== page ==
Synopsis of 4×16: Cupid returns to town and starts killing couples. The trial of Damien Darhk begins and Laurel puts her father on the stand to bring HIVE to justice. Oliver and Felicity come to terms with their new relationship status.
Like all sane viewers of Arrow over the last four years, my favorite part of this often infuriating, frequently uneven, occasionally transcendently, stupidly entertaining show has been Felicity Smoak. A kind of audience surrogate, primarily designed to be there to make the squealing comments about Oliver Queen’s physique that a sizable percentage of the audience surely was, Felicity became more, usurping Laurel’s role as the de facto romantic relationship for Queen and becoming an integral part of both the personal and super heroic stories of Arrow.
I think it’s a testament to how charming both Emily Bett Rickards’ portrayal of the character is as well as some solid characterization and writing that made Felicity work so well for so long where many of the show’s other female characters have felt one-dimensional but Arrow now faces something of a problem of its own making. Breaking the relationship between Oliver and Felicity creates something of a hole in the center of her character and it’s one that I don’t know how the show can quite come out of.
“Broken Hearts” is all about exploring that hole, not filling it in. Cupid, one of my favorite auxiliary villains of the show, is back in Starling City with a new lease on life thanks to being released from Suicide Squad. She’s killing celebrity couples because, after Deadshot’s death, she thinks love is dead and, uh, y’know, what, I’m sure you see this coming, but the only way to stop her is for Felicity and Oliver to fake a wedding.
I was rolling my eyes from the minute this shows up. It’s so glaringly, brutally obvious that the episode sort of circles it for what feels like hours, bringing in new couples for Cupid to kill and more and more conversations about how Felicity and Oliver totally, completely, seriously, really aren’t a couple that it sort of feels like wheels spinning. We know the only way this can wrap up is if they at least pretend to be in love for a moment, so we’re just sort of waiting to get to that.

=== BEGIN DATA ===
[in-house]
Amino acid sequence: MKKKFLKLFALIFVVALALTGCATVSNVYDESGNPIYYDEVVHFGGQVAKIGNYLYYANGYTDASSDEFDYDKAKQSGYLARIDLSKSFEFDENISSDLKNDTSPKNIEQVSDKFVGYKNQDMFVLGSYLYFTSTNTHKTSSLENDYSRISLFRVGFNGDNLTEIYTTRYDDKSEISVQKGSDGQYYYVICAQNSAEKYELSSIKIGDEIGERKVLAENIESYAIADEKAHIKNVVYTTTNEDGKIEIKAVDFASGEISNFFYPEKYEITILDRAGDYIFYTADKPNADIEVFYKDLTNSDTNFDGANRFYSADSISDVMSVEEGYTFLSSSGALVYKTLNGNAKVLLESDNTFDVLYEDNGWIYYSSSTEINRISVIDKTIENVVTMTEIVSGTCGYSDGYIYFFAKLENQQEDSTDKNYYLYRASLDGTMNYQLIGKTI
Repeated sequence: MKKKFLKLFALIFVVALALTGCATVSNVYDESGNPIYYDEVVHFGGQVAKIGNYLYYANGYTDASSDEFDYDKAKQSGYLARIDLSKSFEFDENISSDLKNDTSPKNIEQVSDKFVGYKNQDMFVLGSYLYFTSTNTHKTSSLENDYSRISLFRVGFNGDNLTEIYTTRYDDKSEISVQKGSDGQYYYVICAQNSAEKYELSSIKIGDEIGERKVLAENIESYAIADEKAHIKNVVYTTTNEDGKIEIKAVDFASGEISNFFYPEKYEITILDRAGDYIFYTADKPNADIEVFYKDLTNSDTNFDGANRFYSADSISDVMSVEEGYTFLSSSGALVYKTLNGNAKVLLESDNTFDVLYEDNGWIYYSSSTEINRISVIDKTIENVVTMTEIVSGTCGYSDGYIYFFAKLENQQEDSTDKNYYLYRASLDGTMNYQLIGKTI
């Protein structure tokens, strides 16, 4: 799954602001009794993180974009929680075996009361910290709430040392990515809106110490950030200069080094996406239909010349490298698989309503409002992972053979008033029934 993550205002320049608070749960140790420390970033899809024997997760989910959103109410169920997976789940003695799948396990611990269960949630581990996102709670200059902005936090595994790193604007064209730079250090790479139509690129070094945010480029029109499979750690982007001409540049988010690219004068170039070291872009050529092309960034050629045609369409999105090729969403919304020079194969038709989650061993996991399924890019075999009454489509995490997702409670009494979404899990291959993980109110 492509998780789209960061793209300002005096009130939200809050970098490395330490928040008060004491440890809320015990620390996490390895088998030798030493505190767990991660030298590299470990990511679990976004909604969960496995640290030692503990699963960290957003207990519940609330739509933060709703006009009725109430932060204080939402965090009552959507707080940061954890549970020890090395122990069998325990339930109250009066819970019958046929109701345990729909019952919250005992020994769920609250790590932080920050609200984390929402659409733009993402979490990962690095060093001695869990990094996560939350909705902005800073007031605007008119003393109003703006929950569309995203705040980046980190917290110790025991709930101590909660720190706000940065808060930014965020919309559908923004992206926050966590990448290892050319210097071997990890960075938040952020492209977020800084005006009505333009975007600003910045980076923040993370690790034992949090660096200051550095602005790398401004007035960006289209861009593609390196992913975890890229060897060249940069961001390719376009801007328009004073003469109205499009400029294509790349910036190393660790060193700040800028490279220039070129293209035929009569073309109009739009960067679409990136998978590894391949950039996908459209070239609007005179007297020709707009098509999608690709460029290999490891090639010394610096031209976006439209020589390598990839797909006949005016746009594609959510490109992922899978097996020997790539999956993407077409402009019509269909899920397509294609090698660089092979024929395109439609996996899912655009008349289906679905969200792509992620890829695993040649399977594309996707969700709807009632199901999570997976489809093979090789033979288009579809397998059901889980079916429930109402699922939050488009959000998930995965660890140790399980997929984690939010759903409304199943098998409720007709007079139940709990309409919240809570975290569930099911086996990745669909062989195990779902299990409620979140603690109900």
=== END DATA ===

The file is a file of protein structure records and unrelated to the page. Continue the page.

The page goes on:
Oliver and Felicity’s speeches, about the healing and transformative powers of love, feel sort of hollow in that context. As clear as the resolution of the conflict was, it’s equally clear that this wasn’t going to be the episode to bring the two back together. Instead, it only creates more questions about Felicity as a character sans Oliver.
Felicity’s main conflict at at this point is that Oliver’s lies about his son are a bridge too far, the final bit of proof she needs to recognize that her beloved’s first instinct is always going to be to lie and conceal and I think theoretically that would have worked two seasons ago to keep these two apart.
I feel like I’ve gone on and on about Oliver’s less than even acceptable skills at being truthful or even caring to people in his life, particularly the women in his life and it just doesn’t feel right that only now does Felicity reject him. So much of the episode is about both of these characters being transformed and accepting new roles, both as single people, potentially a married couple, and Felicity stepping out of the wheelchair, but it fails to really say who either of them are separate from each other.
Who knows? Maybe it’s intentional. Both spend most of their dialogue in the episode talking about the other one and I think a smarter show probably would have had the characters recognize this but Arrow frequently isn’t that show.
All in all, it makes “Broken Hearts” feel somewhat light, a little incomplete and a little transitional. It’ll be interesting to see whether the show rushes to bring these two characters back together or not but this episode proves there’s a lot of work to be done making them operate as single people again.